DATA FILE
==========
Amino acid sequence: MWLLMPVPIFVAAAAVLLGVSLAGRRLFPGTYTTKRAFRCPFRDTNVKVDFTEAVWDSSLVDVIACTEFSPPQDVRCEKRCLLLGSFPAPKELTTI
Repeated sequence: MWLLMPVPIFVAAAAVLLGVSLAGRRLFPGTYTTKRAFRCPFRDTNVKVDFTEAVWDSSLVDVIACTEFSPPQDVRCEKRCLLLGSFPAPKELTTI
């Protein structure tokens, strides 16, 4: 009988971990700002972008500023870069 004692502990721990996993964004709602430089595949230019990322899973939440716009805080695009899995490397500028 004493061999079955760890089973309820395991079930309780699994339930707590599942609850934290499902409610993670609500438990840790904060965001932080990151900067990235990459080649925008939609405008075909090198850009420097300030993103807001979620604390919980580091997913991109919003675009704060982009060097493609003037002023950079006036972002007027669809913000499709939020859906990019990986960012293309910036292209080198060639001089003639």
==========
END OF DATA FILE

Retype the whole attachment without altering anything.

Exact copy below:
Amino acid sequence: MWLLMPVPIFVAAAAVLLGVSLAGRRLFPGTYTTKRAFRCPFRDTNVKVDFTEAVWDSSLVDVIACTEFSPPQDVRCEKRCLLLGSFPAPKELTTI
Repeated sequence: MWLLMPVPIFVAAAAVLLGVSLAGRRLFPGTYTTKRAFRCPFRDTNVKVDFTEAVWDSSLVDVIACTEFSPPQDVRCEKRCLLLGSFPAPKELTTI
């Protein structure tokens, strides 16, 4: 009988971990700002972008500023870069 004692502990721990996993964004709602430089595949230019990322899973939440716009805080695009899995490397500028 004493061999079955760890089973309820395991079930309780699994339930707590599942609850934290499902409610993670609500438990840790904060965001932080990151900067990235990459080649925008939609405008075909090198850009420097300030993103807001979620604390919980580091997913991109919003675009704060982009060097493609003037002023950079006036972002007027669809913000499709939020859906990019990986960012293309910036292209080198060639001089003639």